Project 2a

Impact of Participation in the Wage Economy on Traditional Harvesting, Dietary Patterns, Social Networks and Social Economy structures in the Inuvialuit Settlement regions.

Project Completed, October, 2010

Summary 2011  - Wage Employment and Food Security

Project Summary

Completed Thesis: Food Security in Paulatuk, NT - Opportunities and Challenges of a Changing Community Economy.

Research Team

  1. Brenda Parlee, Department of Rural Economy, Faculty of Agriculture and Forestry, University of Alberta, Edmonton, AB
  2. Zoe Todd,  Masters Student, Department of Rural Economy, University of Alberta
  3. Debbie Gordon Ruben, Senior Administrative Officer, Hamlet of Paulatuk, Paulatuk, NT
  4. Bernice Elias, Resource Person,  Inuvik Hunters and Trappers Committee,  Inuvik, NT  X0E 0T0
  5. Bob Simpson, Chief Negotiator,  Inuvialuit Regional Corporation, Inuvik, N.T. XOE OTO

For further information about this project contact:
Zoe Todd (email: or Brenda Parlee (email:


This study examines the influence of the wage economy on food security in Paulatuk, NT, and aims to illustrate:

a) how individuals are participating in the wage economy and traditional economy in Paulatuk, and in turn how this influences their ability to procure food from the land, as illustrated in Chapter 2; and
b) the impact of income on the ability of residents to procure food from the store and through the Food Mail program, as shown in Chapter 3.
The thesis aims to answer the question: "how does the wage economy affect the ability of individuals to procure food from the land and the store in Paulatuk, NT?" The influence of the wage economy on the traditional economy must be considered holistically, and store-bought and country foods must be considered as two equal parts of the food security equation in Paulatuk.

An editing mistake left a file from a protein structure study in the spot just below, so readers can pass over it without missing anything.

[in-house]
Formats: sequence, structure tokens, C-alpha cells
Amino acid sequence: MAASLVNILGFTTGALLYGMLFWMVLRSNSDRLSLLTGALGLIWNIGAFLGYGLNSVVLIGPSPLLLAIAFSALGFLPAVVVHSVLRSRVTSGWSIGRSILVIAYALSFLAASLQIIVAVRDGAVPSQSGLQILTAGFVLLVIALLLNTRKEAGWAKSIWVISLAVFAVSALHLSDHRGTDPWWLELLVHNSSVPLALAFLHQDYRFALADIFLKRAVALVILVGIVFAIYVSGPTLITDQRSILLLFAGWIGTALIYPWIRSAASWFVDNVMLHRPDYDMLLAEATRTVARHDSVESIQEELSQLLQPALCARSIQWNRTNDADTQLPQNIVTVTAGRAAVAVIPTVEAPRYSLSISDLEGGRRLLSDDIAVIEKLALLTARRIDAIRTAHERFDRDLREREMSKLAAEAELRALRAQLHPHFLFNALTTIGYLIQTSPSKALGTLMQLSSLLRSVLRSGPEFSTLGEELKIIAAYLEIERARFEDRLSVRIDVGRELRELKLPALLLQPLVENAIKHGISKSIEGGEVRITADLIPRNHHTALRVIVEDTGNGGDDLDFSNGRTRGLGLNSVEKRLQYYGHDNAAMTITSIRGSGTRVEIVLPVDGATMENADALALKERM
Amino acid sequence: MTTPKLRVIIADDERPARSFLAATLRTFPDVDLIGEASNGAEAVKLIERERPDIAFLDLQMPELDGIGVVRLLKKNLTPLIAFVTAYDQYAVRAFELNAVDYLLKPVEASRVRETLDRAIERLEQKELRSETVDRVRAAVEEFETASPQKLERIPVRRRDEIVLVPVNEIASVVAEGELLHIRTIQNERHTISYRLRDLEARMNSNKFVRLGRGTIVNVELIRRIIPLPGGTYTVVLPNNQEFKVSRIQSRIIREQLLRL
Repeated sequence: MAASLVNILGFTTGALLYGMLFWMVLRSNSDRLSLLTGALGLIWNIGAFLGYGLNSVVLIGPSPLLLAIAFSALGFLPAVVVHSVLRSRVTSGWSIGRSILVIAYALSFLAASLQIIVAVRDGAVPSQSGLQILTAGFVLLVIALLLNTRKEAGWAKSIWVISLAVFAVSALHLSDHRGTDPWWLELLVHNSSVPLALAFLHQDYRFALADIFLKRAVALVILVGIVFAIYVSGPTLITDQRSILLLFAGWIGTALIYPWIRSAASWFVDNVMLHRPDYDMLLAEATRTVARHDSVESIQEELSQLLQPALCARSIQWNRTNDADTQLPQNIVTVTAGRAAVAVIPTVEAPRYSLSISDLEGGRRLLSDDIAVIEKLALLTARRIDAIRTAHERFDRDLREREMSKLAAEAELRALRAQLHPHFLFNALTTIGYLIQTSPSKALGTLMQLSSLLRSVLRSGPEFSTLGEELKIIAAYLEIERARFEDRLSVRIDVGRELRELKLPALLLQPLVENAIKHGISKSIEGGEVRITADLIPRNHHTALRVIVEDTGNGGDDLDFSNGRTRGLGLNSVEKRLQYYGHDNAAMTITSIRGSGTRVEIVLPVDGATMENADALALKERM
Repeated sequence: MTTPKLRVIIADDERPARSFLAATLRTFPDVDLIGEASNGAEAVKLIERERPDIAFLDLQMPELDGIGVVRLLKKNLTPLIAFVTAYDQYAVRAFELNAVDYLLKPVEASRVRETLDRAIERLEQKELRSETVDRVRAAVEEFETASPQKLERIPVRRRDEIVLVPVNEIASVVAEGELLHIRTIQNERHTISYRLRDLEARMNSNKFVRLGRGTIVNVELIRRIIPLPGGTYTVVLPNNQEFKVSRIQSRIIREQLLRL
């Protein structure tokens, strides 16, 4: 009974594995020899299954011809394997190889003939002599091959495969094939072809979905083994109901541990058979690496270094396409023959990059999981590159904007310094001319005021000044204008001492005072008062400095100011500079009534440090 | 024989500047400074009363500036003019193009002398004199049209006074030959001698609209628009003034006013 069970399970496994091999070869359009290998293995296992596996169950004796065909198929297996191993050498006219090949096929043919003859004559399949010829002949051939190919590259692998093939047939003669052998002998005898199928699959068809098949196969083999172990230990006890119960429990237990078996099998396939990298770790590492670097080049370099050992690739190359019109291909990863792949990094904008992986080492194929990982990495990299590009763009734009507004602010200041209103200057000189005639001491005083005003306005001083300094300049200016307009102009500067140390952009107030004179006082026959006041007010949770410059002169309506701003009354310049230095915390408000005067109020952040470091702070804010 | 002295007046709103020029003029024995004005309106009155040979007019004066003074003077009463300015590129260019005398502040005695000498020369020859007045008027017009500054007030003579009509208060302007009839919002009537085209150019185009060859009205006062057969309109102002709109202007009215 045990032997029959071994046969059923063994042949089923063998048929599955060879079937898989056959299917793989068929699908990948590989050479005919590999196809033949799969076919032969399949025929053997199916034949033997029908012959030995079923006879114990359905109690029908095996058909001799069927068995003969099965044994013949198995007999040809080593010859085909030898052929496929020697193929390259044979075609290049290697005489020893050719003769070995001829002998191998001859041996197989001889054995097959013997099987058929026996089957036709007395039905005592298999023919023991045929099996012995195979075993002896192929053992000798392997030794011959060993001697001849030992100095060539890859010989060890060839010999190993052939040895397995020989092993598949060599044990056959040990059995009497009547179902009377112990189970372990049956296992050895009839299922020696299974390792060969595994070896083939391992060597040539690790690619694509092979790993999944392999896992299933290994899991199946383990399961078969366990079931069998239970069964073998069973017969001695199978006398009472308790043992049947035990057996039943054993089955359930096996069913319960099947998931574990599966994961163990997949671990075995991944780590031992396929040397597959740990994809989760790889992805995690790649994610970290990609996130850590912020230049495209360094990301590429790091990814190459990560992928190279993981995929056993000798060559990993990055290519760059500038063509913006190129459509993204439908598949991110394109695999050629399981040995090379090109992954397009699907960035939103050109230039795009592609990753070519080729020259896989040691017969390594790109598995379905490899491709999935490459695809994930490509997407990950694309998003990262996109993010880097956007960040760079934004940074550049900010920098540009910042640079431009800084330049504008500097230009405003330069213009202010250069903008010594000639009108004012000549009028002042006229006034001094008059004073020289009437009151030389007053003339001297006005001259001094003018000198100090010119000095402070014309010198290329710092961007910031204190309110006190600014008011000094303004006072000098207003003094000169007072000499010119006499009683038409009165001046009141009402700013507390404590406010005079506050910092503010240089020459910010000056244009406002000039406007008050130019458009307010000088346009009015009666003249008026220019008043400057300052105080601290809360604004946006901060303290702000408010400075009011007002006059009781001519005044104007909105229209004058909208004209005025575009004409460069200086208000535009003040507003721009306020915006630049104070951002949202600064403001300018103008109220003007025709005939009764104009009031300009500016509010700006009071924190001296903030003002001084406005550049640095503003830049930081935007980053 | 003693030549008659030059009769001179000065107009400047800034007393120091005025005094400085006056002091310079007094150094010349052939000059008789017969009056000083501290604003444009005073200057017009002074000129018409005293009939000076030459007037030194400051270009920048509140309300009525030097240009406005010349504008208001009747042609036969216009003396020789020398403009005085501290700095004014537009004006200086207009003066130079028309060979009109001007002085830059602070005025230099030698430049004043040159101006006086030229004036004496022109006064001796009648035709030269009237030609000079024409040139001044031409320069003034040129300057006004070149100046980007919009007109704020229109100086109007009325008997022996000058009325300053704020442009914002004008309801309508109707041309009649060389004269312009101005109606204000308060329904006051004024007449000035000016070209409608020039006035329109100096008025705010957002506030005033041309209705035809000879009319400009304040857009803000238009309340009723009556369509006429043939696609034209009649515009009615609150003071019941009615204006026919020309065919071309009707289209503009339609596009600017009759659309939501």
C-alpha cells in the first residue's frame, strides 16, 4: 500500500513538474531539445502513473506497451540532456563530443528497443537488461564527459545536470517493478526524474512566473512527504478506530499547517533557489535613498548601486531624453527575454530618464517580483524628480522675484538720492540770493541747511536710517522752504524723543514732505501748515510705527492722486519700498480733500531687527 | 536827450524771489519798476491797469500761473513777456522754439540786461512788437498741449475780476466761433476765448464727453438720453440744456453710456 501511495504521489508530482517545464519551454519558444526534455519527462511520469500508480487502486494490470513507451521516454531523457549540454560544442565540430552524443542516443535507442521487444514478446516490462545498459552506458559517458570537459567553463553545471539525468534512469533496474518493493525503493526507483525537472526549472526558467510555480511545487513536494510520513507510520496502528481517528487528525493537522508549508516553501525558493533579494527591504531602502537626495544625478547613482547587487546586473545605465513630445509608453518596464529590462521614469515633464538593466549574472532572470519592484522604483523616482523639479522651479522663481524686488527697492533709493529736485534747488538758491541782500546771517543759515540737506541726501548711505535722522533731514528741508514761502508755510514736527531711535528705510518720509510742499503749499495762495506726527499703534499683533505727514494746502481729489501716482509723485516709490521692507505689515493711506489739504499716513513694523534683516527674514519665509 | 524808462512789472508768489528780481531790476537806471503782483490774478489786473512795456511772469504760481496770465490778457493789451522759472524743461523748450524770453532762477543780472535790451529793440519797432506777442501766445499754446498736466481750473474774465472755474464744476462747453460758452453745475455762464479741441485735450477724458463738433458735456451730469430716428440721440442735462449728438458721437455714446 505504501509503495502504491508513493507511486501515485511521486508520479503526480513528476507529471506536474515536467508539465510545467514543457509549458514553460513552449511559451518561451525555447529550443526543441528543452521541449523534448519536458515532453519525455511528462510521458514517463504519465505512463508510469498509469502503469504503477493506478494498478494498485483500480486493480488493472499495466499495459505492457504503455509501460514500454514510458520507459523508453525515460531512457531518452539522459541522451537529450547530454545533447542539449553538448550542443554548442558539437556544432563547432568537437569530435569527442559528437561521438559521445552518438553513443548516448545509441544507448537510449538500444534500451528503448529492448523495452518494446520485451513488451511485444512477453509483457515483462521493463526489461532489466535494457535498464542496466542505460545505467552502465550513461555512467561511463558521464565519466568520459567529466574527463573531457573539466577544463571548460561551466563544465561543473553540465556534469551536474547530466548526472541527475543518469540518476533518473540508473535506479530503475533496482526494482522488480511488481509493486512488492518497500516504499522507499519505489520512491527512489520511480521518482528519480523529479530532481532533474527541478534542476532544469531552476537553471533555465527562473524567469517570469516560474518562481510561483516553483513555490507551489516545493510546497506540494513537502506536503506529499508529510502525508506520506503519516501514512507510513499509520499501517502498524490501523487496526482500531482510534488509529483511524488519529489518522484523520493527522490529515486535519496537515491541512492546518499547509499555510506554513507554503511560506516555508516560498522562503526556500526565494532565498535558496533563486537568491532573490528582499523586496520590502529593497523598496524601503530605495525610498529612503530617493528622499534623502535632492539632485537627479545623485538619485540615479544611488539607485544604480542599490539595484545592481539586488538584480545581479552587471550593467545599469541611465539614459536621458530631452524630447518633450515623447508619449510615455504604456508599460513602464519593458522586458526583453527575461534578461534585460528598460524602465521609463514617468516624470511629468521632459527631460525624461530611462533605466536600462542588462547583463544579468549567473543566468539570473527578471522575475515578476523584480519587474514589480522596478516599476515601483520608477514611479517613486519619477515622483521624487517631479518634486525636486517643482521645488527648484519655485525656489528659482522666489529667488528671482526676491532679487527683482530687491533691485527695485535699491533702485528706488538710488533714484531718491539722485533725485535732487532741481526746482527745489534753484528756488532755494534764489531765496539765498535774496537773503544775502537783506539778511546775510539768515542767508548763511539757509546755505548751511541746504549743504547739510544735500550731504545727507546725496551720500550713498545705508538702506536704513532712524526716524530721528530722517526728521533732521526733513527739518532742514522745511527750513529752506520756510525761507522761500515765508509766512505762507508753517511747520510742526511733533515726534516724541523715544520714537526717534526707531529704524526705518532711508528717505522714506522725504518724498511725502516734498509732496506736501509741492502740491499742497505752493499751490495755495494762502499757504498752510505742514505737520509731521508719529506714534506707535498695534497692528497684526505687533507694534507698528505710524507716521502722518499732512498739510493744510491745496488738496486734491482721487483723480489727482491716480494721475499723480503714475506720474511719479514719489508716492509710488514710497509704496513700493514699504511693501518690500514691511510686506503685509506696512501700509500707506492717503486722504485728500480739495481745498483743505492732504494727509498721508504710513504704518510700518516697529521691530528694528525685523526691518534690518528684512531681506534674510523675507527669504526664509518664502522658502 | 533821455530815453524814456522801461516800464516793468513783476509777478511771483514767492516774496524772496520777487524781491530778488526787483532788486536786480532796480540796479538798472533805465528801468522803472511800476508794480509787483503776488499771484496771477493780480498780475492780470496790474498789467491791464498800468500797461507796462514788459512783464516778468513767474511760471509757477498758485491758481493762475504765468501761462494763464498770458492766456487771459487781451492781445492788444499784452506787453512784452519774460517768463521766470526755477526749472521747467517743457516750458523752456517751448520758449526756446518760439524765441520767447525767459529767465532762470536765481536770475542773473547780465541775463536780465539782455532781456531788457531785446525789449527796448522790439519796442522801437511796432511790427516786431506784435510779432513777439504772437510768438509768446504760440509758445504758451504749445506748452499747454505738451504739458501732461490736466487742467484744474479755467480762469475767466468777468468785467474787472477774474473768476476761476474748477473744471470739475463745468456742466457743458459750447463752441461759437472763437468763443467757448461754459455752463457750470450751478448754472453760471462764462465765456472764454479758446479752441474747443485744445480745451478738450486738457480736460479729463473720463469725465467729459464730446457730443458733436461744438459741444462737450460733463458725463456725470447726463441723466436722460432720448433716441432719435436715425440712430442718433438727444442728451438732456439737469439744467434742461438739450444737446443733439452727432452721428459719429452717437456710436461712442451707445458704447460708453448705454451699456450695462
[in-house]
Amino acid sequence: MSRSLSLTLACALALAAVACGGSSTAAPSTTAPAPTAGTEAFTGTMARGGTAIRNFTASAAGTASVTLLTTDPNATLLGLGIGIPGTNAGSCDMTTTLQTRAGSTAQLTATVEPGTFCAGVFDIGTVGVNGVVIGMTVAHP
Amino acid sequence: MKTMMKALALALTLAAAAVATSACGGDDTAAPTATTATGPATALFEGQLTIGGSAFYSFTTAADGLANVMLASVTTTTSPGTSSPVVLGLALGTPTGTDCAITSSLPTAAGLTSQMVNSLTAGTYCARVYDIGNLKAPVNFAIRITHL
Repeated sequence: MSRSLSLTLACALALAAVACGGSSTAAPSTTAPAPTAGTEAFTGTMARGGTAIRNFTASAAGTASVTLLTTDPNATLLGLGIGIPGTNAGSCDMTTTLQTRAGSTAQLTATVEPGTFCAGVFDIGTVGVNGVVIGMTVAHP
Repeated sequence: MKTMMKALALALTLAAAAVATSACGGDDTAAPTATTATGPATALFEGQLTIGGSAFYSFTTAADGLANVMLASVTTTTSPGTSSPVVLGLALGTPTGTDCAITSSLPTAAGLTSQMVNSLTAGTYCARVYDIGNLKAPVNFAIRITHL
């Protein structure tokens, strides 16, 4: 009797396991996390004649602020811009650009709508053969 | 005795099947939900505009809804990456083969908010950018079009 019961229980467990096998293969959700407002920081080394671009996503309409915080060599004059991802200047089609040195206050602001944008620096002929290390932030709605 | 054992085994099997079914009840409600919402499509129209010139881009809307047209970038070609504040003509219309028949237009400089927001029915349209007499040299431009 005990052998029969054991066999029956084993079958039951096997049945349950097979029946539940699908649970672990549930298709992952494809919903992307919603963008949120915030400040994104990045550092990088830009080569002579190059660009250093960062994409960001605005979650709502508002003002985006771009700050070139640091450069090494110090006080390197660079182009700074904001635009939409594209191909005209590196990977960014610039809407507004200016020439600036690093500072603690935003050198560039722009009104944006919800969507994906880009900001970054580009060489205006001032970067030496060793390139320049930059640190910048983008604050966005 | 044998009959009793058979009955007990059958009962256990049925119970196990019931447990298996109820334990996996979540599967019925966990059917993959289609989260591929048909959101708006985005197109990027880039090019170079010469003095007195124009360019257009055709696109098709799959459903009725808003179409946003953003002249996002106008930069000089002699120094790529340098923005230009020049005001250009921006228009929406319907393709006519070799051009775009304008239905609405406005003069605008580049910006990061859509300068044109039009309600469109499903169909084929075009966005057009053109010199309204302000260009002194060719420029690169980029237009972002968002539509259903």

The research project will examine the qualitative and quantitative effects of the wage economy on the traditional economy in the Inuvialuit Settlement Region. The researcher(s) aim to make both practical and academic contributions by studying: How do different forms and patterns of employment influence the amount, value, and structure of time spent on the land; social networks utilized for harvesting, sharing and distributing country foods; and dietary patterns / health?  The research will be undertaken through interviews and surveys conducted in the communities of Paulatuk and Inuvik.  These case study communities were selected based on background research about the local traditional and wage economy and consultation with Inuvailuit organizations.  During March - May 2008, the researcher(s) aim to interview individuals in this mixed economy context using "number of days/nights spent on the land" as a criteria for describing participation rates in the traditional economy and employment status (part-time, full-time, seasonal, local/fly-in, rotational, other) to describe participation in the wage economy. Between 25 and 30 interviewees will be carried out; the researcher will seek participation in these interviews strategically to ensure representation in the above categories.  Although much research has been carried out with respect to the northern traditional economy, there are gaps in our understanding of how the structure and patterns of wage employment (particularly that associated with the oil and gas industry) alter "time spent on the land" and how such changes may influence diet and health. The researcher(s) anticipate making contributions to the interdisciplinary literature on the traditional economy, Aboriginal health and resource management.  As a contribution to SERNoCA, the work will improve our understanding of the interactions between the northern social economy and the formal (wage) economy in a region facing increasing resource development.